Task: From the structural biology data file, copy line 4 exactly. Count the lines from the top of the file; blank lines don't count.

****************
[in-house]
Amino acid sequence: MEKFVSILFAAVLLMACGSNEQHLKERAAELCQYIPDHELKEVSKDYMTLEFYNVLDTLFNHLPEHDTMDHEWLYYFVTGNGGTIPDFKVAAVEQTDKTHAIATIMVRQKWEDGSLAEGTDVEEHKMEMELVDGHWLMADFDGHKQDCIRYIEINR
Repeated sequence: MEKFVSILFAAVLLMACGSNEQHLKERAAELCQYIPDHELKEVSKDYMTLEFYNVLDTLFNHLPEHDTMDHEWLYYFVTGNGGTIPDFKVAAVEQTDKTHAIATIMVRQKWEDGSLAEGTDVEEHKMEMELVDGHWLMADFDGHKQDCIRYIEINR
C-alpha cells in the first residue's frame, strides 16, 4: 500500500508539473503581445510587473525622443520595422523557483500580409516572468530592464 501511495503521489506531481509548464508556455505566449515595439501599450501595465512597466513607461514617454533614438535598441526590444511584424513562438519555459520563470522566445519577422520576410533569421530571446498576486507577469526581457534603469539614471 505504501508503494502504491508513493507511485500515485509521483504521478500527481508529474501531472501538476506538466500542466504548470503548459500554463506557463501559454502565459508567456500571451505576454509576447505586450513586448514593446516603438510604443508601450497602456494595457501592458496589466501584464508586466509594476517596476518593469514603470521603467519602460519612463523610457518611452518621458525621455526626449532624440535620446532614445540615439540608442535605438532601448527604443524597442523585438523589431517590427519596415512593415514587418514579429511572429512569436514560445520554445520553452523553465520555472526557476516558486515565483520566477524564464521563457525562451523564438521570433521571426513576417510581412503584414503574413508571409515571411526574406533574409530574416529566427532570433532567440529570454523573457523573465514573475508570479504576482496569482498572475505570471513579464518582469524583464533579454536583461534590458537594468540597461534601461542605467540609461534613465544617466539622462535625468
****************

C-alpha cells in the first residue's frame, strides 16, 4: 500500500508539473503581445510587473525622443520595422523557483500580409516572468530592464 501511495503521489506531481509548464508556455505566449515595439501599450501595465512597466513607461514617454533614438535598441526590444511584424513562438519555459520563470522566445519577422520576410533569421530571446498576486507577469526581457534603469539614471 505504501508503494502504491508513493507511485500515485509521483504521478500527481508529474501531472501538476506538466500542466504548470503548459500554463506557463501559454502565459508567456500571451505576454509576447505586450513586448514593446516603438510604443508601450497602456494595457501592458496589466501584464508586466509594476517596476518593469514603470521603467519602460519612463523610457518611452518621458525621455526626449532624440535620446532614445540615439540608442535605438532601448527604443524597442523585438523589431517590427519596415512593415514587418514579429511572429512569436514560445520554445520553452523553465520555472526557476516558486515565483520566477524564464521563457525562451523564438521570433521571426513576417510581412503584414503574413508571409515571411526574406533574409530574416529566427532570433532567440529570454523573457523573465514573475508570479504576482496569482498572475505570471513579464518582469524583464533579454536583461534590458537594468540597461534601461542605467540609461534613465544617466539622462535625468